“The Republican-Controlled Senate Could Call Up A Debate On Election Security.” According to Sen. Chris Murphy: “The idea that we’re doing nothing is I think one complaint shared by Republicans and Democrats. You know, as much as McConnell or President Trump can complain about the details of the legislation they might object to coming out of the House of Representatives, what’s so offensive to me and a handful of other Republicans is they’re not — we`re not even trying to come up with alternatives in the Senate… The Republican-controlled Senate could call up a debate on election security… We could come to our own conclusion in the Senate and then we could try to reconcile that with the version come out of the House of Representatives but what is really difficult to swallow for those of us that work so hard to get to the United States Senate is that we`re not even trying to do our job any longer. We come in and cast a few votes on nominations and then go home on Thursdays.” [MSNBC, 6/3/2019]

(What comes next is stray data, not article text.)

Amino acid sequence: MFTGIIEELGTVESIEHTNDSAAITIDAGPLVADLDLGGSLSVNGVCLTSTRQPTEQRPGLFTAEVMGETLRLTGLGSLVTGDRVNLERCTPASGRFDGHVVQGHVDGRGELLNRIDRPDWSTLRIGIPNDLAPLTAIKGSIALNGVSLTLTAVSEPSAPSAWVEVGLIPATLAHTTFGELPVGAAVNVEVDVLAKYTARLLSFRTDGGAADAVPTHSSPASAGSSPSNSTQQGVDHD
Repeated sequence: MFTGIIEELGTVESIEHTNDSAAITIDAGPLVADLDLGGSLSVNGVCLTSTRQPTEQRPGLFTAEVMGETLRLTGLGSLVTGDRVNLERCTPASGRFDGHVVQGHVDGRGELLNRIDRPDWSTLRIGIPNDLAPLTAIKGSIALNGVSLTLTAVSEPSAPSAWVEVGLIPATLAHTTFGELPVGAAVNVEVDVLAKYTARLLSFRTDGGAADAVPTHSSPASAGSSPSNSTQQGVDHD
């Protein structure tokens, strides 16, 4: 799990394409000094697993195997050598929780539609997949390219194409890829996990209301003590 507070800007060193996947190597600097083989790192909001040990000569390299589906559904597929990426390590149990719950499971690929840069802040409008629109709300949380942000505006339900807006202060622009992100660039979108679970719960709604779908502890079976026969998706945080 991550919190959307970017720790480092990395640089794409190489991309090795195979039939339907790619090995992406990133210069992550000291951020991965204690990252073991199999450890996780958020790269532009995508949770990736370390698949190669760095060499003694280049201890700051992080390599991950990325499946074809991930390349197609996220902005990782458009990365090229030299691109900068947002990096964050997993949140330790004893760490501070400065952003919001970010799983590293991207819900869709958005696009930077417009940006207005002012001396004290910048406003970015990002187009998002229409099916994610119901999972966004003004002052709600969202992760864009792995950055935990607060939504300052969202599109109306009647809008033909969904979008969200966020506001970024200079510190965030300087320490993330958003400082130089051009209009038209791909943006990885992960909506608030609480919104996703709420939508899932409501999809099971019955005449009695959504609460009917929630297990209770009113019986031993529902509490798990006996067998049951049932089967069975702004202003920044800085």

GOP Sen. Roy Blunt: “I Don’t See The Likelihood That [Election Security] Bills Would Get To The Floor.” According to the Atlantic, Sen. Dick Durbin asked “whether the Rules Committee would move any election-security bills.” The Atlantic Reports Rules Committee Chairman Roy Blunt said: “At this point I don’t see any likelihood that those bills would get to the floor if we mark them up… I think the majority leader is of the view that this debate reaches no conclusion.” [Atlantic, 5/30/2019]